February 23, 2012
By Mercedes Olvera
In this era of social media and a 24/7 news cycle, it’s gotten easier to reduce the issue of immigration to stereotypes, emotional sound bites and urban legends.
It’s far more difficult to have a reasoned discussion with thoughtful analysis in a room with scholars, artists and law enforcement officials. But that’s what organizers hope will happen during a seven-part series of free lectures at Southern Methodist University this semester.
The public forum, “Migration Matters: An Interdisciplinary Program on Immigration at the U.S.-Mexico Border,” kicked off this week with Luis Urrea, author of The Devil’s Highway — a true and tragic account of 26 men trying to cross into the U.S. through southern Arizona’s desert.
A similar discussion will take place Feb. 9, with “The Route of Death: Migrants, Massacres and Cartels.” The discussion will feature a screening of Una Ruta Nada Santa (An Unholy Road), the story of two survivors of a drug cartel’s massacre of 72 undocumented workers on a bus bound for the U.S.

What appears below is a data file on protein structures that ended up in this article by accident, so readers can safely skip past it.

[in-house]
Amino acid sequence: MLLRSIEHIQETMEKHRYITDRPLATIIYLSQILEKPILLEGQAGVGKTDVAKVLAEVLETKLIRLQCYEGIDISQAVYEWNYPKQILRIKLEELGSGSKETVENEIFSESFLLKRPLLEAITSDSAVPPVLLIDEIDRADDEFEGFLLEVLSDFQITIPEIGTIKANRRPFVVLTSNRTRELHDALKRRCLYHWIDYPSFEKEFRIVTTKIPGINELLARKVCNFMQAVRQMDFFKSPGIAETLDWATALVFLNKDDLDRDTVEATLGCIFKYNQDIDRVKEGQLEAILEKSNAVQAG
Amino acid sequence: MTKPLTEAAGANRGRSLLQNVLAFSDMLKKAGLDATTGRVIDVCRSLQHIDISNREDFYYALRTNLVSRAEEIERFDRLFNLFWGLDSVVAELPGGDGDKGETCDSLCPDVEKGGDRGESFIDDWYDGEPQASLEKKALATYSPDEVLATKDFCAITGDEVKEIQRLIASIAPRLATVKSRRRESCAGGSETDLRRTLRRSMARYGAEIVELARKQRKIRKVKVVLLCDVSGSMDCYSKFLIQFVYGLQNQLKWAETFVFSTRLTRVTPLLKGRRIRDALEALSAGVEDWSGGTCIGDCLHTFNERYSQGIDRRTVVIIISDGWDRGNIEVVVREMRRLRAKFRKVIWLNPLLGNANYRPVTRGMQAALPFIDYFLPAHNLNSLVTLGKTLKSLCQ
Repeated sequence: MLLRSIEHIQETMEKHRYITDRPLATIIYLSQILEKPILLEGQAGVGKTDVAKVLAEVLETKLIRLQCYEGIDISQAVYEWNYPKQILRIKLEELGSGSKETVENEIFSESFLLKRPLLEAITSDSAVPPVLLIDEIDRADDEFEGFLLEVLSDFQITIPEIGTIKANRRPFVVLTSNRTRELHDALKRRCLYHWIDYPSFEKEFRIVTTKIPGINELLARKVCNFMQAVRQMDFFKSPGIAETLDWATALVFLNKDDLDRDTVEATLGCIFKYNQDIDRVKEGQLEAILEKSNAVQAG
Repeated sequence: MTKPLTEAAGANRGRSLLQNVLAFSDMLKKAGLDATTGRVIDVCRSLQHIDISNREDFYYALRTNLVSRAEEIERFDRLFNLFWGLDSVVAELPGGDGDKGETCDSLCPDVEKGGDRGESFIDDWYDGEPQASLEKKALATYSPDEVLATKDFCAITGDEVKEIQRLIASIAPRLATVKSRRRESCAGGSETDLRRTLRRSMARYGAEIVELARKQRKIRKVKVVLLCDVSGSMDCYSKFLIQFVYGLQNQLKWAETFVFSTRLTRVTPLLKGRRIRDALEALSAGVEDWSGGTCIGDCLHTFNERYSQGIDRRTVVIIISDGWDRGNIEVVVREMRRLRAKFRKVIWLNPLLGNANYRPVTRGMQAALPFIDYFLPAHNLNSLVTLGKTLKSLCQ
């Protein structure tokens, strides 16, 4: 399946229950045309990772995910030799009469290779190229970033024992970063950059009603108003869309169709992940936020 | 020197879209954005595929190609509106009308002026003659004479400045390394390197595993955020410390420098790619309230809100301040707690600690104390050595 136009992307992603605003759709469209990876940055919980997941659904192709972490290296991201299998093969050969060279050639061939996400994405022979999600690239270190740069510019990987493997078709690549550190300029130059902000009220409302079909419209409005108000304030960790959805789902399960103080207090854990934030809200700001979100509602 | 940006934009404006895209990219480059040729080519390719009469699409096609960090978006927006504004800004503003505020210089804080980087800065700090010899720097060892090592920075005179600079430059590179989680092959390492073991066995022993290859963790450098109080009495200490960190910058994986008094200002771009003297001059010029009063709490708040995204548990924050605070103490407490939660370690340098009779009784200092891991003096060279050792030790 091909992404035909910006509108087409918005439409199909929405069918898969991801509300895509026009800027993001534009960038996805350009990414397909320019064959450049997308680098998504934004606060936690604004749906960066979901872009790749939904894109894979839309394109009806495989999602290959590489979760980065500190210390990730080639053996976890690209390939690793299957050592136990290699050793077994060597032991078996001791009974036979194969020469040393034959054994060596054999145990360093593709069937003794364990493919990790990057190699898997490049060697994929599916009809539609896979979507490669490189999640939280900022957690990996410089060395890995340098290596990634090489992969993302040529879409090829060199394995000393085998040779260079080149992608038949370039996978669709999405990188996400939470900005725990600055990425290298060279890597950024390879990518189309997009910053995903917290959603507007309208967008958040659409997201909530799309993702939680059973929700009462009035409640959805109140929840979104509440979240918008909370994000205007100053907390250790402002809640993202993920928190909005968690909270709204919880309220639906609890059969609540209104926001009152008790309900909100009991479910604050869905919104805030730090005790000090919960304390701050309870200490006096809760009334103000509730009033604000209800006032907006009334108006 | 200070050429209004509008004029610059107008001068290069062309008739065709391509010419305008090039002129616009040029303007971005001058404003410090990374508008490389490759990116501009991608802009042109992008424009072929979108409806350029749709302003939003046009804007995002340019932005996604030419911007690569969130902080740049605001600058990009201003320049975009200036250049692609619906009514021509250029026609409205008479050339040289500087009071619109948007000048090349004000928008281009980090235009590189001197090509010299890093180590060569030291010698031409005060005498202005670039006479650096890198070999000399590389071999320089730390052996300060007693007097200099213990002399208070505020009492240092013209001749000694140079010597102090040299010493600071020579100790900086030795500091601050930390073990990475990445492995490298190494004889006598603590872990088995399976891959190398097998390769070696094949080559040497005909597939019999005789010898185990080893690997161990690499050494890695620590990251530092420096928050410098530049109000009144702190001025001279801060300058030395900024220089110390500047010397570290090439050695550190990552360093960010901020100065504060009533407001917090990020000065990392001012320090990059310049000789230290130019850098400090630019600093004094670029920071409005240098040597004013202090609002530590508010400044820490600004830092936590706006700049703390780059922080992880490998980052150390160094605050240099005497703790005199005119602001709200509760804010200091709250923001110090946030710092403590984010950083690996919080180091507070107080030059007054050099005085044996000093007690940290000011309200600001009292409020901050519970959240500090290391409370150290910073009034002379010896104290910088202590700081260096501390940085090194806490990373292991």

After the screening, a panel discussion will feature the film’s cinematographer and reporter, Moisés Gómez; its director, Hector Hugo Jiménez; and SMU Assistant Police Chief Jim Walters, who worked on the case as director of the U.S. Department of Justice’s Southern Border Initiative.
Information on the schedule and speakers can be found at www.smu.edu/News/2012/migration-matters-20jan2012.
Jason Gonzales Sae-Saue, SMU professor of English and the event’s coordinator, said Urrea and other speakers help to highlight the complicated social, cultural and economic forces at work along the border — the main goal of the organizers.
“It’s troubling that we’re not talking about all these issues when we talk about immigration,” he said. “Usually, it’s reduced to dollars and cents. But we’re also dealing with humanitarian and social issues, such as violence and exploitation.
“How can we resolve the complex issues of our society if we can’t even talk about it?”...